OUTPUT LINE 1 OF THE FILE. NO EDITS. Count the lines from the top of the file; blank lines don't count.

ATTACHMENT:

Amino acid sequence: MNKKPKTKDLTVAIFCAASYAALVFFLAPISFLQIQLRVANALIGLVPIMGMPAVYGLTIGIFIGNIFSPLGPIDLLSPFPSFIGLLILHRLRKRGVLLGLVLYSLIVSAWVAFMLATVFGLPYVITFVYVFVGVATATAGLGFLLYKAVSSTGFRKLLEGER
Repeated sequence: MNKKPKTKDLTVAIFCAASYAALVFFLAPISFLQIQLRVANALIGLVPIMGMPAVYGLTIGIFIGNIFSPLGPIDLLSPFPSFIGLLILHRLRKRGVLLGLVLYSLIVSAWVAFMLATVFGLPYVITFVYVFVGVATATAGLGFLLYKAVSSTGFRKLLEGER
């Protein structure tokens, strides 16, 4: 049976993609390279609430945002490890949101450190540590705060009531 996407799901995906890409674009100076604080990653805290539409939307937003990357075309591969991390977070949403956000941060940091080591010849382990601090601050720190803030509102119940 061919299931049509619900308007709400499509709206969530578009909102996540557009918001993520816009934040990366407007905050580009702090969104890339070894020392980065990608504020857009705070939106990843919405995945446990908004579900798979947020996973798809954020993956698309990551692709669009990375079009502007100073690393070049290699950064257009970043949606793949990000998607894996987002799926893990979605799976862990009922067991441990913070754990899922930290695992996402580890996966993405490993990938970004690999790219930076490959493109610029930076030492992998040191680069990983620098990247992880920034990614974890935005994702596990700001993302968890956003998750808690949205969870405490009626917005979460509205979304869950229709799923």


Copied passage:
Amino acid sequence: MNKKPKTKDLTVAIFCAASYAALVFFLAPISFLQIQLRVANALIGLVPIMGMPAVYGLTIGIFIGNIFSPLGPIDLLSPFPSFIGLLILHRLRKRGVLLGLVLYSLIVSAWVAFMLATVFGLPYVITFVYVFVGVATATAGLGFLLYKAVSSTGFRKLLEGER